City mouse comes to North Carolina
My girlfriend, who lives in New York City, didn’t understand why I spent so much time at a coffee bar downtown. A hip coffee bar in North Carolina, she insisted, could not exist — and anyway, the hipsters would be very B-side. Also labeled as quaint: people from my high school, college basketball, local fashion, local art and most of the events I compile for the weekly BeThere! section. Her recent visit was an opportunity for me and the state to prove her wrong — and also, therefore, a nerve-wracking moment of judgment. I became a tireless advocate and tour guide, intent on showing her the rustic mixture of hillbillies, Christians, immigrants and carpetbaggers that make up, in my opinion, a fine state. For the first days of her visit, I had only partial success. The Piedmont Triad International Airport is not as impressive as Laguardia. On the other hand, parking right next to the terminal for 25 cents is hard to beat. At home we enjoyed a world-class dinner cooked by my mother. But sleeping at home, in a small room in the suburbs, was far from ideal. Finally, the weather, at a cool 60 degrees, was much warmer than in New York, but not quite a tropical paradise. Feeling proud and provincial, I wanted greater glory for my state. So — for the first time in many years — I put a tent in the car, and we drove two and a half hours southwest to the “Paris of the South” in Asheville. As we drove into downtown, I got a somewhat good reaction: “It’s just like Boston,” she exclaimed. We lunched on fried green tomatoes and sweet tea at Tupelo Honey CafÃ©, and then wandered through dozens of boutiques and record stores. Around dusk, we got in the car and looked randomly for campgrounds. We found one just a few miles out of the city, high on a mountain and overlooking a river. Then we took out our sleeping bags and slept in the tent — for the first time in her life. Not surprisingly, we spent most of the next 10 hours shivering and waiting for the sun to rise. Bleary and tired, we drove back to Winston-Salem in the morning. The following day, refreshed from homecooking and a bed in the suburbs, I took her on my next demonstration of the Tar Heel State: Golfing. As with camping, golf is a rare activity for me and an unknown activity for her. Yet she was excited, especially for the chance to dress up like a Brooks Brothers catalog.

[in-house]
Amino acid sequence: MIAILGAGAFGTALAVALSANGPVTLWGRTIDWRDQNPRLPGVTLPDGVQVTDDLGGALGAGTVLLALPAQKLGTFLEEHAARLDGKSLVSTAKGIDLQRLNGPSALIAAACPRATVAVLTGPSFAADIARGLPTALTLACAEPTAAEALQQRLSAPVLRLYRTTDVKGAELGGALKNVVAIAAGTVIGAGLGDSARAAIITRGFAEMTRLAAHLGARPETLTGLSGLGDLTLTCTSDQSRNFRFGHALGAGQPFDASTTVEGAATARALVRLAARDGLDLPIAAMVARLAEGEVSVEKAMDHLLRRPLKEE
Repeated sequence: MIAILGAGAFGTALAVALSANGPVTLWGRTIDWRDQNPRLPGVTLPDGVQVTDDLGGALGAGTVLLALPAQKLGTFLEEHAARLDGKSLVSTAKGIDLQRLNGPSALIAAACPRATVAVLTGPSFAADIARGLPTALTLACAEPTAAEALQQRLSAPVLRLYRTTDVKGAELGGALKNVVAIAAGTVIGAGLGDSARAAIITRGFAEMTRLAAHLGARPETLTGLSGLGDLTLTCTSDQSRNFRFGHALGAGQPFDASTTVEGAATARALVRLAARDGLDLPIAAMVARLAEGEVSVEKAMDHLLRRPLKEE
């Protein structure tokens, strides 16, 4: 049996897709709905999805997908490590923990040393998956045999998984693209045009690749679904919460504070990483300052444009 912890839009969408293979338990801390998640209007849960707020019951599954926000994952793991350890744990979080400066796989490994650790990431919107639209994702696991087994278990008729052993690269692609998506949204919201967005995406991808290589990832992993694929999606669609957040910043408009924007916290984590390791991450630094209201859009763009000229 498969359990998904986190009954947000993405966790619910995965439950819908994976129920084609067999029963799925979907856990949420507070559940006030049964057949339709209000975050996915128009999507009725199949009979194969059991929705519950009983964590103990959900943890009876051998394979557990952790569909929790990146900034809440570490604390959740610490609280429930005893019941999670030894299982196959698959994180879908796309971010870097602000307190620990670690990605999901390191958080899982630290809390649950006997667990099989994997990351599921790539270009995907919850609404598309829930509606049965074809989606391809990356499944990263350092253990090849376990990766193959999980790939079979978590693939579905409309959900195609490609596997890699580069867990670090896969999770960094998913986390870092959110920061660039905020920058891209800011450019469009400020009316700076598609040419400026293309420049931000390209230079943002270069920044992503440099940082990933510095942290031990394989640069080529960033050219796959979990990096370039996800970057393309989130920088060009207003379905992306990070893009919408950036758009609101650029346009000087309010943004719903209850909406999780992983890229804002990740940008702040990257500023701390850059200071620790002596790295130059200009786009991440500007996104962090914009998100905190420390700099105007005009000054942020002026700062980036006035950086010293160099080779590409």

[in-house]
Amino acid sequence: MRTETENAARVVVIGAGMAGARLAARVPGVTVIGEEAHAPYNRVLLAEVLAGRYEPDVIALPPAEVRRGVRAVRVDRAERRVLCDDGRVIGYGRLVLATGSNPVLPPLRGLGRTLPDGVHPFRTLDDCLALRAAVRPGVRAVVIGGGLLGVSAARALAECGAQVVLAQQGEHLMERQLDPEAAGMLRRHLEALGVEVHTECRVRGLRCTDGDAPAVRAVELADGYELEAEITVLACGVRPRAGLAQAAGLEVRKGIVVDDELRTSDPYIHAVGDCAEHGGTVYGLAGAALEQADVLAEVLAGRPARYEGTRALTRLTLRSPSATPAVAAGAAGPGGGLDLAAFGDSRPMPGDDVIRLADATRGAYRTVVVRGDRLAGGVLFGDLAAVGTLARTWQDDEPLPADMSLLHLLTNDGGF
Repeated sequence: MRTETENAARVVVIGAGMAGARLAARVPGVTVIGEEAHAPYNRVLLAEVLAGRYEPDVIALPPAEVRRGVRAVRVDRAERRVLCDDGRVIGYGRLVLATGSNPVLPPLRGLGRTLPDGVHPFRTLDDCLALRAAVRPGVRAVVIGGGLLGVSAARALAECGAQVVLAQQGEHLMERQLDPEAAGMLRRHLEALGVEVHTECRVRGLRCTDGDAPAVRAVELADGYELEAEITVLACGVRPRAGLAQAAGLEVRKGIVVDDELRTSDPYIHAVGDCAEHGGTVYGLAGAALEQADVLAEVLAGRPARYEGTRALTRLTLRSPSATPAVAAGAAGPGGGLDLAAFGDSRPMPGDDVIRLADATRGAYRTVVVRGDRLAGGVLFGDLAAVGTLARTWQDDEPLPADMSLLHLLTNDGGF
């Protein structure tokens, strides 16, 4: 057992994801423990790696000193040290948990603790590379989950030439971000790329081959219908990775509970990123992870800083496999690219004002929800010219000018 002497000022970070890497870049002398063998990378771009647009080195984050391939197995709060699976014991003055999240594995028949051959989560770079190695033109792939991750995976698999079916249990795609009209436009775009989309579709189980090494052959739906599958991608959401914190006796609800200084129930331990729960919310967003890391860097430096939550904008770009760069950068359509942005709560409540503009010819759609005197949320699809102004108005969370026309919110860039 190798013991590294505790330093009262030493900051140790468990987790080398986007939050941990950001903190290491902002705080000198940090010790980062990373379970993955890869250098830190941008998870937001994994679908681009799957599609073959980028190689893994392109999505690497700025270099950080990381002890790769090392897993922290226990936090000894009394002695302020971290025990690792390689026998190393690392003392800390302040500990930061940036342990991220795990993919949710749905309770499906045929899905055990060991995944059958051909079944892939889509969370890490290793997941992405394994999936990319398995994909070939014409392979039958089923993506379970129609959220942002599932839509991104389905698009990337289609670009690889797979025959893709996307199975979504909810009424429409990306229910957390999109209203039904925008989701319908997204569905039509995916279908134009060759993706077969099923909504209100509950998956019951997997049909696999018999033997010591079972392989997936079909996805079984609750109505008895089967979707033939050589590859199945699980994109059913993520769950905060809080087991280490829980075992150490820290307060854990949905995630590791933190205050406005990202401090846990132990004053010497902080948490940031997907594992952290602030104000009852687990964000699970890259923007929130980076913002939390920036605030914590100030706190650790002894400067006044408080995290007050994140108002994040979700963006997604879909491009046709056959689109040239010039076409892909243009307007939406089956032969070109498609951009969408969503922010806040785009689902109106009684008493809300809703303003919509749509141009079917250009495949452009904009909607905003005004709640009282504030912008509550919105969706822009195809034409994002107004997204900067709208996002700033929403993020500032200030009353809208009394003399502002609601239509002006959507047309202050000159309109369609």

Golf, the raison d’etre of many Southern men and retirees, was very fun for two complete rookies. We showed up in the late afternoon at Winston Lake Golf Course, where for $20 we could both play until dark. Besides a few threesomes and a team from Winston-Salem State, the course was mostly empty, and we could take an easy 25 minutes on each hole. We played six holes and quit before the sun was down. Relaxing on a golf course is surely not so easy in the Big Apple. By the end of the week, my sales pitch wore thin and we settled into the simple ways of my normal life. We watched the Wake game with my parents and hung out with some friends from high school. And eventually we went to Krankies for coffee. As I told her, the coffee bar has a good atmosphere, and she was impressed. She was even more impressed with the fat pastries at Ollie’s Bakery and the bargain vintage clothing at Hello Betty, especially because, in the words of the proprietor, “That handbag would cost 10 times as much in New York City!” When her visit was over, it was clear that Elisa would never go native. Indeed, it is far more likely that I will move 500 miles north, than she move down South. But I won a valuable concession for our state: Respect.